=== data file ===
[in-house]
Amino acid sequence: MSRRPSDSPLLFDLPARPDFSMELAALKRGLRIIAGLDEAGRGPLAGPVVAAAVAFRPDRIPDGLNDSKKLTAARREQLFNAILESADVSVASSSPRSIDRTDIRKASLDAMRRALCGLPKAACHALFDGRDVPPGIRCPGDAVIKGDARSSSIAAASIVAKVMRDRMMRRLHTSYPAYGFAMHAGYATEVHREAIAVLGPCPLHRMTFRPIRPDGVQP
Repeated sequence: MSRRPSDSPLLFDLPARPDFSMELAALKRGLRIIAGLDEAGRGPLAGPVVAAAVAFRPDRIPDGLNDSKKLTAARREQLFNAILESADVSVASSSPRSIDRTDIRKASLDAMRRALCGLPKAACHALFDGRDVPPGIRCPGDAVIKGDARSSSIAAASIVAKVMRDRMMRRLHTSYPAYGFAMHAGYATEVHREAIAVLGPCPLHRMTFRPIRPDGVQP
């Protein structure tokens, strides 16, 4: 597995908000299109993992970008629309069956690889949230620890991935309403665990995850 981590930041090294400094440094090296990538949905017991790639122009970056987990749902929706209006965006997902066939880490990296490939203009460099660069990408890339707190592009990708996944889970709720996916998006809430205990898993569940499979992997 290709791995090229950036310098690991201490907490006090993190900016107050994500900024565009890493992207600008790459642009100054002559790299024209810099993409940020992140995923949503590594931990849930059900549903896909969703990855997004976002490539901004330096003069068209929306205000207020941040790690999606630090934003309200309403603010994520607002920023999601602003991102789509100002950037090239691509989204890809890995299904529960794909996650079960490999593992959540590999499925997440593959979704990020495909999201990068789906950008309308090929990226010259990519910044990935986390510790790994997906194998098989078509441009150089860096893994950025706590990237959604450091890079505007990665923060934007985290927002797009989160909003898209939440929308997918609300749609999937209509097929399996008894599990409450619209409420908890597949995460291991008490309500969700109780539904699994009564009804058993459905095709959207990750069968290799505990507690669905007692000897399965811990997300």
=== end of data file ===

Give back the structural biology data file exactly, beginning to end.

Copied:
[in-house]
Amino acid sequence: MSRRPSDSPLLFDLPARPDFSMELAALKRGLRIIAGLDEAGRGPLAGPVVAAAVAFRPDRIPDGLNDSKKLTAARREQLFNAILESADVSVASSSPRSIDRTDIRKASLDAMRRALCGLPKAACHALFDGRDVPPGIRCPGDAVIKGDARSSSIAAASIVAKVMRDRMMRRLHTSYPAYGFAMHAGYATEVHREAIAVLGPCPLHRMTFRPIRPDGVQP
Repeated sequence: MSRRPSDSPLLFDLPARPDFSMELAALKRGLRIIAGLDEAGRGPLAGPVVAAAVAFRPDRIPDGLNDSKKLTAARREQLFNAILESADVSVASSSPRSIDRTDIRKASLDAMRRALCGLPKAACHALFDGRDVPPGIRCPGDAVIKGDARSSSIAAASIVAKVMRDRMMRRLHTSYPAYGFAMHAGYATEVHREAIAVLGPCPLHRMTFRPIRPDGVQP
């Protein structure tokens, strides 16, 4: 597995908000299109993992970008629309069956690889949230620890991935309403665990995850 981590930041090294400094440094090296990538949905017991790639122009970056987990749902929706209006965006997902066939880490990296490939203009460099660069990408890339707190592009990708996944889970709720996916998006809430205990898993569940499979992997 290709791995090229950036310098690991201490907490006090993190900016107050994500900024565009890493992207600008790459642009100054002559790299024209810099993409940020992140995923949503590594931990849930059900549903896909969703990855997004976002490539901004330096003069068209929306205000207020941040790690999606630090934003309200309403603010994520607002920023999601602003991102789509100002950037090239691509989204890809890995299904529960794909996650079960490999593992959540590999499925997440593959979704990020495909999201990068789906950008309308090929990226010259990519910044990935986390510790790994997906194998098989078509441009150089860096893994950025706590990237959604450091890079505007990665923060934007985290927002797009989160909003898209939440929308997918609300749609999937209509097929399996008894599990409450619209409420908890597949995460291991008490309500969700109780539904699994009564009804058993459905095709959207990750069968290799505990507690669905007692000897399965811990997300």